09  RE: Refractometer and Rough ID
10  RE: Refractometer
11: RE: Digital Photography of Faceted Gems

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Message:01

Subject: Re:Alignment
Date: Thu, 13 Mar 2003 18:41:31 -0800
To: lapidary@caprock-spur.com (LapidaryArtsDigest)

At 07:47 PM 3/13/03 -0600, you wrote:
>Can these links be fixed as I am trying to get my platform and lap
>parallel to each other.

J,  I just put my Lapidary Journal Article on my site.  It should give you
the info you need to initially setup your machine.  I'll apologize now if
it takes a while to down load.  I did the article in MS Word, and tried to
bring it into FrontPage to break it down into smaller bites, but I'm not
making progress on that front(page) pun intended.
Take a look at
http://www.campbell-gemstones.com/LJarticle/

Since I wrote the article, I have found out a couple other things about the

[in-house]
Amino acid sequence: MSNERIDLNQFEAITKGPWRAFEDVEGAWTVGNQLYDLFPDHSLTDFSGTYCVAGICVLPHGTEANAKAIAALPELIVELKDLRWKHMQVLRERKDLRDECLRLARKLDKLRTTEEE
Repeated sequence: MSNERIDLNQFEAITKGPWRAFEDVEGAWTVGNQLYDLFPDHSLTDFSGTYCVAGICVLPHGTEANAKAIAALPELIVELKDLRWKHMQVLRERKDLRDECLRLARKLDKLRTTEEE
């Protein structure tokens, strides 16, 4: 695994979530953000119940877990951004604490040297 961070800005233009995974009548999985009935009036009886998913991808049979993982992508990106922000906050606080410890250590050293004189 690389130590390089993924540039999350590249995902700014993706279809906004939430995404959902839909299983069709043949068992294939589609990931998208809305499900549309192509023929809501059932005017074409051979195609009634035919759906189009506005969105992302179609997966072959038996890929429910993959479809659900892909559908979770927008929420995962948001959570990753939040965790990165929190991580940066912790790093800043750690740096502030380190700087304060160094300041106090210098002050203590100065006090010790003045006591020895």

Raytech.  I mentioned the index gear clearance problem before, and now I
may have a field fix for a wobbly platform.  If yours looks like mine in
the photos though, it is worn enough to cause you problems.  I don't have a
fix for that yet other than a replacement.  I'll let the list know on the
fix for the wobbly platform it  works out.
Don

__________________________________________________________
Message:02

Subject: Off the Dop & On my new WebPage
Date: Thu, 13 Mar 2003 22:24:22 -0500
To: lapidary@caprock-spur.com
From: Kenda Wright <kendaw@worldnet.att.net>

Just wanted to show one of my latest cuts and finally got a picture to
focus on the crown and pavilion facets.  It's 4.15 carat, 9.8 mm lab